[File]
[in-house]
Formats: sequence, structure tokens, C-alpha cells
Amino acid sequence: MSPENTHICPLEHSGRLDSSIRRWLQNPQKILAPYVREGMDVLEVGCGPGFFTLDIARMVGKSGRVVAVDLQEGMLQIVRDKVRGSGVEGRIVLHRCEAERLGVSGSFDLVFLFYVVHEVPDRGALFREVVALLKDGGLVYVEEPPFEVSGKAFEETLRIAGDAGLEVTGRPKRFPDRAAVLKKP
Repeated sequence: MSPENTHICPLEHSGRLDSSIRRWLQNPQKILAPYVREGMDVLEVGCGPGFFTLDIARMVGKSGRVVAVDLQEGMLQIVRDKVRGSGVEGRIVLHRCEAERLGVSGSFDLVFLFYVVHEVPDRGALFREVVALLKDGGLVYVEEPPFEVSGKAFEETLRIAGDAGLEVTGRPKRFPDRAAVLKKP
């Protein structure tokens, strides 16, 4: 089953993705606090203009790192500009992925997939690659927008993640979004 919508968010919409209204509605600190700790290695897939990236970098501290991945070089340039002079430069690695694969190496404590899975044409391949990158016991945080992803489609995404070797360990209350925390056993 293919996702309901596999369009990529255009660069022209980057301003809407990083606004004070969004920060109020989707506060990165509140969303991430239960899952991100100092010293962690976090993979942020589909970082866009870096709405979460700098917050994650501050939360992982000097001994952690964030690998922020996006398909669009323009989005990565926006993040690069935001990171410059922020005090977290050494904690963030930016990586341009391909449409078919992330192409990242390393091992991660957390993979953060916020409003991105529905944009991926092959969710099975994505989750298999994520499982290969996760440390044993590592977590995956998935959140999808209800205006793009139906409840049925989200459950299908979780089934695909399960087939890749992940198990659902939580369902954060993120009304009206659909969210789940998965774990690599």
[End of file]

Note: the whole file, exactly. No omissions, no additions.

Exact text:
[in-house]
Formats: sequence, structure tokens, C-alpha cells
Amino acid sequence: MSPENTHICPLEHSGRLDSSIRRWLQNPQKILAPYVREGMDVLEVGCGPGFFTLDIARMVGKSGRVVAVDLQEGMLQIVRDKVRGSGVEGRIVLHRCEAERLGVSGSFDLVFLFYVVHEVPDRGALFREVVALLKDGGLVYVEEPPFEVSGKAFEETLRIAGDAGLEVTGRPKRFPDRAAVLKKP
Repeated sequence: MSPENTHICPLEHSGRLDSSIRRWLQNPQKILAPYVREGMDVLEVGCGPGFFTLDIARMVGKSGRVVAVDLQEGMLQIVRDKVRGSGVEGRIVLHRCEAERLGVSGSFDLVFLFYVVHEVPDRGALFREVVALLKDGGLVYVEEPPFEVSGKAFEETLRIAGDAGLEVTGRPKRFPDRAAVLKKP
């Protein structure tokens, strides 16, 4: 089953993705606090203009790192500009992925997939690659927008993640979004 919508968010919409209204509605600190700790290695897939990236970098501290991945070089340039002079430069690695694969190496404590899975044409391949990158016991945080992803489609995404070797360990209350925390056993 293919996702309901596999369009990529255009660069022209980057301003809407990083606004004070969004920060109020989707506060990165509140969303991430239960899952991100100092010293962690976090993979942020589909970082866009870096709405979460700098917050994650501050939360992982000097001994952690964030690998922020996006398909669009323009989005990565926006993040690069935001990171410059922020005090977290050494904690963030930016990586341009391909449409078919992330192409990242390393091992991660957390993979953060916020409003991105529905944009991926092959969710099975994505989750298999994520499982290969996760440390044993590592977590995956998935959140999808209800205006793009139906409840049925989200459950299908979780089934695909399960087939890749992940198990659902939580369902954060993120009304009206659909969210789940998965774990690599």